Histopathology and Host Range Studies of the Redwood Nematode Rhizonema sequoiae


  • I. Cid Del Prado Vera
  • B. F. Lownsbery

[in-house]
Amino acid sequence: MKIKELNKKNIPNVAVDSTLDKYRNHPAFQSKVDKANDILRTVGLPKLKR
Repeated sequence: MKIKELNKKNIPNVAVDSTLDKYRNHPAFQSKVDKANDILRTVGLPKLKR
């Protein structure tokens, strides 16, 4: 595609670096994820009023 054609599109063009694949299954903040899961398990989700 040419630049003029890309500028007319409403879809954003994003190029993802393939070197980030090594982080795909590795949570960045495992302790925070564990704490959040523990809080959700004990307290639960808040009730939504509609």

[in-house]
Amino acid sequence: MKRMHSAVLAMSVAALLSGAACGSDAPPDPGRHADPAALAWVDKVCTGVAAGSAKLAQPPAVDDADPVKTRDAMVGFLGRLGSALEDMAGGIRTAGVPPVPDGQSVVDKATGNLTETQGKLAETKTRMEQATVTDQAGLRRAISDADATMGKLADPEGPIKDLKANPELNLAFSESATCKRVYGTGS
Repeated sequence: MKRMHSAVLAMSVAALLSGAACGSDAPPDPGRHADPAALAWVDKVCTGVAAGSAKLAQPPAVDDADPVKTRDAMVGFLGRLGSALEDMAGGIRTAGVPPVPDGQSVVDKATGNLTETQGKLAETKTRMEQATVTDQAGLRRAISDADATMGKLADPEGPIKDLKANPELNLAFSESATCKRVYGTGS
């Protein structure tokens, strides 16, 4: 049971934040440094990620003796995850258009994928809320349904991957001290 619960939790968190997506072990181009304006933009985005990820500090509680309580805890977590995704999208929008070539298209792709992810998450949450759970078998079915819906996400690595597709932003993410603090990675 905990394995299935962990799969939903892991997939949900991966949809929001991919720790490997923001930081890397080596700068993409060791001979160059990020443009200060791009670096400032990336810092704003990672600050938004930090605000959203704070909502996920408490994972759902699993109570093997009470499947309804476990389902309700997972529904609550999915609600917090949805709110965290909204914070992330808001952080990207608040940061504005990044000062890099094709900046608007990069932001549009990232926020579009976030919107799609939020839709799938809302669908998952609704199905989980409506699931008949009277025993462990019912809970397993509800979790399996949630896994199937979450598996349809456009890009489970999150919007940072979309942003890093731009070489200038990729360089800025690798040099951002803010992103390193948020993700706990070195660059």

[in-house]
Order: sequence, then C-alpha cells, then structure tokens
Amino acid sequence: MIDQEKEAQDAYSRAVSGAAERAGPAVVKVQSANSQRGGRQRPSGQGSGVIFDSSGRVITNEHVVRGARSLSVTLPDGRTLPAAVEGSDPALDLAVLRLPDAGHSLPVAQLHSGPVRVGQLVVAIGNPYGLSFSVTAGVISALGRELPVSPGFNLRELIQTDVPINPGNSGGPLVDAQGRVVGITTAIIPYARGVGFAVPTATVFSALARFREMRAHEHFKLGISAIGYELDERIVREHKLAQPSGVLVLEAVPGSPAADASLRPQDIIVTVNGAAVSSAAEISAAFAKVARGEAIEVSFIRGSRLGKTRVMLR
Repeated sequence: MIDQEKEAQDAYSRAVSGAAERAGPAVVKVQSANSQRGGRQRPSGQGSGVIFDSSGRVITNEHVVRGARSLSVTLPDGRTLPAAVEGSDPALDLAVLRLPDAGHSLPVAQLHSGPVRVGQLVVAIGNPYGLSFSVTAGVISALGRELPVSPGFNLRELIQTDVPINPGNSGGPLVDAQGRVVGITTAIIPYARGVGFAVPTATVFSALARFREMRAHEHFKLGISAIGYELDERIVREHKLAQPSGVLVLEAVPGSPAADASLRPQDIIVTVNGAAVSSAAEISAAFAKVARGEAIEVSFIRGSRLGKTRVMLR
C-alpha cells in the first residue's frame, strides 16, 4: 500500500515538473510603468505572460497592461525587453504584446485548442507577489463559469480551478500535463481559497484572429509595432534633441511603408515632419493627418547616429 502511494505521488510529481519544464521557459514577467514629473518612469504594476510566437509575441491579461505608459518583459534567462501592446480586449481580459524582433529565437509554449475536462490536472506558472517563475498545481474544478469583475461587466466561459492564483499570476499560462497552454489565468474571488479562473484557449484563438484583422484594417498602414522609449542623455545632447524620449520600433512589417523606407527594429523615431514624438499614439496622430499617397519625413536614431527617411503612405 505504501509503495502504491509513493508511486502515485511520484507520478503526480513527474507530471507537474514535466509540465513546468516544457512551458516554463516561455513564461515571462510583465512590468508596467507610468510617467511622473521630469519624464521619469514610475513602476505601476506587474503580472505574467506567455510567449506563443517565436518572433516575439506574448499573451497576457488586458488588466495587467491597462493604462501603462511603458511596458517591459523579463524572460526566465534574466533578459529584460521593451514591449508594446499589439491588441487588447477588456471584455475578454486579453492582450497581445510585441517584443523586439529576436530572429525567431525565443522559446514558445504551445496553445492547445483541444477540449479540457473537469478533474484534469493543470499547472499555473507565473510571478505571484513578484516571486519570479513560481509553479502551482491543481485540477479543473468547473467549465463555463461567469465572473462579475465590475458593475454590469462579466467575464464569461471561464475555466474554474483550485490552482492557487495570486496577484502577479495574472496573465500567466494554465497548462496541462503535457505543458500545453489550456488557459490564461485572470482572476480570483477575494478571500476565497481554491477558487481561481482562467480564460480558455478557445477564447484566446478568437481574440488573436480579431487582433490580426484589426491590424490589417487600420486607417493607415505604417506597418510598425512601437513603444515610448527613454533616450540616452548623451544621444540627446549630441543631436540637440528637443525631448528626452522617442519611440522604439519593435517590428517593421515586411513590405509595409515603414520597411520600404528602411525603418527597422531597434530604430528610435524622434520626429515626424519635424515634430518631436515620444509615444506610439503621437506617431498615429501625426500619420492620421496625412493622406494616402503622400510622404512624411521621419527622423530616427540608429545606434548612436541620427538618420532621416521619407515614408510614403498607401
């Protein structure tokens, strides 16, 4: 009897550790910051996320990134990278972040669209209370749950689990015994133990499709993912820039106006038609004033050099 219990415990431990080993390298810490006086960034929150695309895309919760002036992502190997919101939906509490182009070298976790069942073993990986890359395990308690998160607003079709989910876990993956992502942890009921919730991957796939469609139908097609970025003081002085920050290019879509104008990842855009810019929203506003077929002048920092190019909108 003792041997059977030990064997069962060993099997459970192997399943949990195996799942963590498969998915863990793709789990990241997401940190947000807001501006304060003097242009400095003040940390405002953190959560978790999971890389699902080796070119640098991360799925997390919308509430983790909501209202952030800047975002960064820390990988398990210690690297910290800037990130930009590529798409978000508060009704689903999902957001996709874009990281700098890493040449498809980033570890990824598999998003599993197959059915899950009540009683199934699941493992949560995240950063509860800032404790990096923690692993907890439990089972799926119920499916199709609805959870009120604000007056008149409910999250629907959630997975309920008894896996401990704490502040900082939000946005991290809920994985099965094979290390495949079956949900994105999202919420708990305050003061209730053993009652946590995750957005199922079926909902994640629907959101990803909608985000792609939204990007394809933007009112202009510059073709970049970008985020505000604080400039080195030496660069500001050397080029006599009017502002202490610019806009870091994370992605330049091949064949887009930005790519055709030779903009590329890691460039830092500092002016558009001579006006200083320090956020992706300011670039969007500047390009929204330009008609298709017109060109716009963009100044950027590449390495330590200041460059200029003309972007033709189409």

Second-stage larvae of Rhizonema sequoiae Cid del Prado Vera et al. tunnel through the cortex of the redwood Sequoia sempervirens (D. Don) Endl. root to the vascular tissue where each developing female induces a single ovoid or occasionally spherical giant cell with a single ovoid to spherical nucleus containing one to four enlarged nucleoli. Nematode tunnels are filled with a gel material and often contain second-stage larvae and males. There is tissue necrosis around females, and cortical tissue is destroyed after infection by many second-stage larvae. R. sequoiae females developed to maturity on S. sempervirens, Acer macrophyllum Pursh, AInus rhombifolia Nutt., Libocedrus decurrens Torr, Pseudotsuga menziesii (Mirb.) Franco, and Sequoiadendron giganteum (Lindl.) Decne. In the Marin County, California, forest mature females were also found naturally infecting Lithocarpus densiflorus (Hook & Arn.) Rehd., Umbellularia californica (Hook & Arn.) Nutt., and Arbutus menziesii Pursh. Key words: Rhizonema, pathology, host range.